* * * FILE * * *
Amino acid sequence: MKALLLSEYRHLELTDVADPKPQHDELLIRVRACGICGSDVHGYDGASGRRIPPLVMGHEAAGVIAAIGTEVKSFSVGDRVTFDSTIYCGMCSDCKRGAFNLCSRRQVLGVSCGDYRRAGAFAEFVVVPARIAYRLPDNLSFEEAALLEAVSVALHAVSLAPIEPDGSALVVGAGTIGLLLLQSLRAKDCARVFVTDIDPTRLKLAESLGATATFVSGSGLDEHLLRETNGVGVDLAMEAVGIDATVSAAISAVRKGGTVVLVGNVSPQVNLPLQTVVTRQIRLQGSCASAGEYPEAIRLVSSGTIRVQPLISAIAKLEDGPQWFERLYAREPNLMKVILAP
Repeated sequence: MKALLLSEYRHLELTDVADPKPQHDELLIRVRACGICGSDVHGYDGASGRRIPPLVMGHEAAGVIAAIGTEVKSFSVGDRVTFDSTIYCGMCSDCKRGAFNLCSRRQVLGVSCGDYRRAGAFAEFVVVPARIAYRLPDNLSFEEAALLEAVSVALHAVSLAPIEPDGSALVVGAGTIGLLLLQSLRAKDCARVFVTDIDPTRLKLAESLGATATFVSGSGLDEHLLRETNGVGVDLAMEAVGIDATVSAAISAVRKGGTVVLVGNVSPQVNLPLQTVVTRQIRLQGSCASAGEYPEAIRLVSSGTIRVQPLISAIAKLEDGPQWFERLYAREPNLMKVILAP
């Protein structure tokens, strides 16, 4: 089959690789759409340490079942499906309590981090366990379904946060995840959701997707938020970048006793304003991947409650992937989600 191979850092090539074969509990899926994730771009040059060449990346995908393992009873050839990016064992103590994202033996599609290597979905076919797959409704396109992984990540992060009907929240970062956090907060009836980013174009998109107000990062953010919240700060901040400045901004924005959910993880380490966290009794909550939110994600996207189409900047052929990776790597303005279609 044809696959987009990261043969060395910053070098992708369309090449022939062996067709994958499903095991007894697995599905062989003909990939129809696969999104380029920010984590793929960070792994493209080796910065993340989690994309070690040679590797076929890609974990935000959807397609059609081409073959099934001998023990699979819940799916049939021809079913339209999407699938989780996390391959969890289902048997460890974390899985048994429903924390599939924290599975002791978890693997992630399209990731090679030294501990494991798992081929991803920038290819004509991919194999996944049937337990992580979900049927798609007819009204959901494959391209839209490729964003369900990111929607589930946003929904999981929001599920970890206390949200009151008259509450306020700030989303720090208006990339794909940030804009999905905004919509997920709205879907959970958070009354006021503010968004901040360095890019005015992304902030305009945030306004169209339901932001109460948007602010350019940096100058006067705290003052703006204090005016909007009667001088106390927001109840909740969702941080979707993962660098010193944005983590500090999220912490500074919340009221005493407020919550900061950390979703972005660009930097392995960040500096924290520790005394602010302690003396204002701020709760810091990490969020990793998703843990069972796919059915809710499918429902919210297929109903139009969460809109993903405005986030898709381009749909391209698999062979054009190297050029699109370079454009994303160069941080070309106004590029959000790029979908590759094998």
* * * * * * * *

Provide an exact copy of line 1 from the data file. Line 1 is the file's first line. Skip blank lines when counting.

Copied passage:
Amino acid sequence: MKALLLSEYRHLELTDVADPKPQHDELLIRVRACGICGSDVHGYDGASGRRIPPLVMGHEAAGVIAAIGTEVKSFSVGDRVTFDSTIYCGMCSDCKRGAFNLCSRRQVLGVSCGDYRRAGAFAEFVVVPARIAYRLPDNLSFEEAALLEAVSVALHAVSLAPIEPDGSALVVGAGTIGLLLLQSLRAKDCARVFVTDIDPTRLKLAESLGATATFVSGSGLDEHLLRETNGVGVDLAMEAVGIDATVSAAISAVRKGGTVVLVGNVSPQVNLPLQTVVTRQIRLQGSCASAGEYPEAIRLVSSGTIRVQPLISAIAKLEDGPQWFERLYAREPNLMKVILAP